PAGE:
MONTGOMERY — Legislation changing how the state's Public Health Officer is appointed wasn't voted on this week in the Senate.

With only three legislative days remaining, the bill is dead for the 2023 session despite recent comments by Alabama's State Health Officer Scott Harris regarding transgender laws. 

The bill made it to the Senate floor on Wednesday but was carried over and never voted on after a filibuster in opposition.

Senate Minority Leader Bobby Singleton (D-Greensboro) said during a filibuster on the Senate floor on Wednesday, "This is not gonna happen, man."

"These doctors study the science so I believe in it and so we'll be around here for awhile because you can't be carrying out cabinet members," Singleton said. "Let the health officer be the health officer."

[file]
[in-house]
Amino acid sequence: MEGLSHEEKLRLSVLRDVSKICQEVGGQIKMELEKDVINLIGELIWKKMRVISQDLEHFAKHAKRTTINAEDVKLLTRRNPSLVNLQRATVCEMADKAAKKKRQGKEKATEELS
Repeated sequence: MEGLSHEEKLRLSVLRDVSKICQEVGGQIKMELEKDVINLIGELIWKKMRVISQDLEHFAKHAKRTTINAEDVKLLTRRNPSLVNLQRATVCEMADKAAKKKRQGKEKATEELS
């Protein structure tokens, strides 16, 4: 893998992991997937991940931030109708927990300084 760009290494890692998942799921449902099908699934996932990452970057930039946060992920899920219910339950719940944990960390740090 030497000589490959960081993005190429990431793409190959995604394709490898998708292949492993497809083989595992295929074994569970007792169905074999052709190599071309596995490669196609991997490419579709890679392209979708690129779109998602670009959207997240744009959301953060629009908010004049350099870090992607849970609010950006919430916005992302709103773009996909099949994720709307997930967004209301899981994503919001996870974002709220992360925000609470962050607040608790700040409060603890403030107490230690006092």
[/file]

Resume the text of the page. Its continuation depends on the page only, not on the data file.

State Sen. Sam Givhan (R-Huntsville) said in a text message that he plans to bring the bill again next year on Friday. 

The last version of Senate Bill 171 would've made the State Health Officer role a position appointed by the governor from a list of names submitted by the State Committee of Public Health. The person in the role would serve at the pleasure of the Governor. 

Currently, the position is appointed by unelected members of the State Committee of Public Health, which consists of members of the Medical Association of the State of Alabama. 

The bill also would've required the State Health Officer to get the consent of the Governor before adopting an emergency rule.

"Somebody is making that decision. Yes, we are talking about the Governor making that decision. Right now, it is a bureaucrat who is completely unaccountable to the people of Alabama. The whole premise behind this bill was to try to make this person accountable to the state of Alabama and the public," Givhan said on the Senate floor on Wednesday.

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